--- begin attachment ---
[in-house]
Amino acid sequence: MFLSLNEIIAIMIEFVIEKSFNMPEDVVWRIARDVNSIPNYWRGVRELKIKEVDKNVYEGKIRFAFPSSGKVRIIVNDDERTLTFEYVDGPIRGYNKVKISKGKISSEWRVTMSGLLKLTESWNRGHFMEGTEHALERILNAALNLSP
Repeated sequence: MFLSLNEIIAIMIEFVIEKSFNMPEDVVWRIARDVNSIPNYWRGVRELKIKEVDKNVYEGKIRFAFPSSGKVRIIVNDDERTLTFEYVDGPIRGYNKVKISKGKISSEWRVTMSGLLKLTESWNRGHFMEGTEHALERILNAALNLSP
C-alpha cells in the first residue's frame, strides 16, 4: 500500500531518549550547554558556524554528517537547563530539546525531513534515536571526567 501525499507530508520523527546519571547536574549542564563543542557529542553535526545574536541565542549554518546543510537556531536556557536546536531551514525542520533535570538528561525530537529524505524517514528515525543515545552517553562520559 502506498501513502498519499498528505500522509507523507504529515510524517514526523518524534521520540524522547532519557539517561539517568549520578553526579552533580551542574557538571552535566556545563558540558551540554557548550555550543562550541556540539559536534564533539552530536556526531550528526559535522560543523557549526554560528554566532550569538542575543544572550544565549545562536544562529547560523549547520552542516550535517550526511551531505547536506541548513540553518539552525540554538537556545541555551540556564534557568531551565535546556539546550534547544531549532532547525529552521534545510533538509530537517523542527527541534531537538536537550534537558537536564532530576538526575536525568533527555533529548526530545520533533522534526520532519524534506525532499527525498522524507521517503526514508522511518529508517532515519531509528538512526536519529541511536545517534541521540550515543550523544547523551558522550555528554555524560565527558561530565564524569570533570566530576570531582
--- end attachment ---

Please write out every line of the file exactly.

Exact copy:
[in-house]
Amino acid sequence: MFLSLNEIIAIMIEFVIEKSFNMPEDVVWRIARDVNSIPNYWRGVRELKIKEVDKNVYEGKIRFAFPSSGKVRIIVNDDERTLTFEYVDGPIRGYNKVKISKGKISSEWRVTMSGLLKLTESWNRGHFMEGTEHALERILNAALNLSP
Repeated sequence: MFLSLNEIIAIMIEFVIEKSFNMPEDVVWRIARDVNSIPNYWRGVRELKIKEVDKNVYEGKIRFAFPSSGKVRIIVNDDERTLTFEYVDGPIRGYNKVKISKGKISSEWRVTMSGLLKLTESWNRGHFMEGTEHALERILNAALNLSP
C-alpha cells in the first residue's frame, strides 16, 4: 500500500531518549550547554558556524554528517537547563530539546525531513534515536571526567 501525499507530508520523527546519571547536574549542564563543542557529542553535526545574536541565542549554518546543510537556531536556557536546536531551514525542520533535570538528561525530537529524505524517514528515525543515545552517553562520559 502506498501513502498519499498528505500522509507523507504529515510524517514526523518524534521520540524522547532519557539517561539517568549520578553526579552533580551542574557538571552535566556545563558540558551540554557548550555550543562550541556540539559536534564533539552530536556526531550528526559535522560543523557549526554560528554566532550569538542575543544572550544565549545562536544562529547560523549547520552542516550535517550526511551531505547536506541548513540553518539552525540554538537556545541555551540556564534557568531551565535546556539546550534547544531549532532547525529552521534545510533538509530537517523542527527541534531537538536537550534537558537536564532530576538526575536525568533527555533529548526530545520533533522534526520532519524534506525532499527525498522524507521517503526514508522511518529508517532515519531509528538512526536519529541511536545517534541521540550515543550523544547523551558522550555528554555524560565527558561530565564524569570533570566530576570531582